GOP Rep. joins Senate push to recoup $1.6T in century-old Chinese debt

The bonds, backed by gold, were issued by the Republic of China as early as 1912

Rep. Mark Green, R-Tenn., has introduced a resolution calling on China to repay more than $1.6 trillion, including interest, owed to U.S. holders of sovereign debt that predates the Communist Party’s government.

The House resolution follows a similar measure introduced last week by Sen. Martha McSally, R-Ariz., and co-sponsored by Sen. Marsha Blackburn, R-Tenn. A resolution expresses the will of members of Congress without the force of law; action on the matter would have to be taken by the Trump administration.

"We can no longer stand by and allow China to default on its obligations to our nation under international law," said Green, who occupies Blackburn's old seat in the Hosue and was a nominee for Army Secretary earlier in Trump's term. "Enough is enough."

The resolutions in both chambers of Congress are "sending a message to the president, 'We support you, President Trump, in holding China accountable,'” said American Bondholder Foundation President Jonna Bianco, who has power of attorney for 95% of the thousands of U.S. bondholders. “That's what the American people expect. That's what they want."


The bonds, backed by gold, were issued by the Republic of China as early as 1912 before that government’s leaders fled to Taiwan at the end of Chairman Mao Zedong’s revolution in 1949.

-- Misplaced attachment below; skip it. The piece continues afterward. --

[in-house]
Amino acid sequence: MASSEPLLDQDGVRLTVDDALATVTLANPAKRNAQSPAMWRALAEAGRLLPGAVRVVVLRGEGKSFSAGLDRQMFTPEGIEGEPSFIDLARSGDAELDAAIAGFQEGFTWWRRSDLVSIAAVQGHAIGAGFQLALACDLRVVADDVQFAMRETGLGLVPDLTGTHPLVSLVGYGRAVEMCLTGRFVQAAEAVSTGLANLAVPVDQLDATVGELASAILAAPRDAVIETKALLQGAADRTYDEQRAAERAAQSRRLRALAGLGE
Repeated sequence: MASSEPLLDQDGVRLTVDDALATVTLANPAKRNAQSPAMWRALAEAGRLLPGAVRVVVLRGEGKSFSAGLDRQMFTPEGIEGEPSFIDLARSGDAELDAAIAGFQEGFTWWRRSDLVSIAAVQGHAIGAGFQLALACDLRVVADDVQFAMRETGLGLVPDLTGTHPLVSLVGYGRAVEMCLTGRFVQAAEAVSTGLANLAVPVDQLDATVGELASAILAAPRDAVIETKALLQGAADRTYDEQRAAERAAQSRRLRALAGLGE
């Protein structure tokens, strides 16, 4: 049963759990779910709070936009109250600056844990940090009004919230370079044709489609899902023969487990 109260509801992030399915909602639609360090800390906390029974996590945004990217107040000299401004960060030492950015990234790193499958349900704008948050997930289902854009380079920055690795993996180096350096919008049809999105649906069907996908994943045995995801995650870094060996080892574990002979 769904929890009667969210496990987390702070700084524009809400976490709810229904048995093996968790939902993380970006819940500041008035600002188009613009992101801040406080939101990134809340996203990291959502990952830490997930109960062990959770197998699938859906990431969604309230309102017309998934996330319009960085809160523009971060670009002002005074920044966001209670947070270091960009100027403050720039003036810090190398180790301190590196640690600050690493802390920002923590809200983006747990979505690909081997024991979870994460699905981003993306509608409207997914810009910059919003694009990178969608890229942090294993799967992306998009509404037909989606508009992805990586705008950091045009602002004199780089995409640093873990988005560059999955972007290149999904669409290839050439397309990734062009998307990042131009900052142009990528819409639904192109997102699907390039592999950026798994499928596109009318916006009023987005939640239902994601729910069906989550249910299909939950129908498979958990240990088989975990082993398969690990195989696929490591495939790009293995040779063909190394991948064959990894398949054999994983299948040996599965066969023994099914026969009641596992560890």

Beijing has long maintained that Taiwan is part of China, and under international law, successor governments are responsible for the debts of their predecessors.

Former Chinese President Li Xiannian reached a settlement of 23.5 million British pounds with then-British Prime Minister Margaret Thatcher in 1987 after she demanded Beijing pay Brits for their holdings or be shut out from her country's capital markets.


By paying some bondholders and not others, Beijing is technically in selective default on its debt, according to the ratings of bond-risk firms Moody’s, Standard & Poors and Fitch. The Chinese Communist Party cannot access the international debt market until it pays the remaining holders.

Green's resolution comes less than a week after Trump canceled talks that were scheduled for this past Saturday to discuss the progress of a trade agreement with President Xi Jinping's government signed in January.


"I don't want to deal with them right now," Trump told reporters on Tuesday, blaming China for failing to contain COVID-19, which was first spotted in the city of Wuhan late last year and has since become a global pandemic.

The disease has infected and killed more people in the U.S. than any other nation, limiting the operations of some businesses and shuttering others as officials mandated lockdowns to curb its spread. As a result, the once-vibrant American economy has spun into the worst downturn since the Great Depression, undermining Trump's re-election campaign.

"What China did to the world was unthinkable," the president said. "They could have stopped it."

Green echoed Trump's position in his own remarks.

"China must be held accountable for its repeated lies and malign behavior," he said, "and for the unparalleled destruction it has caused by unleashing the coronavirus on our country and the world.”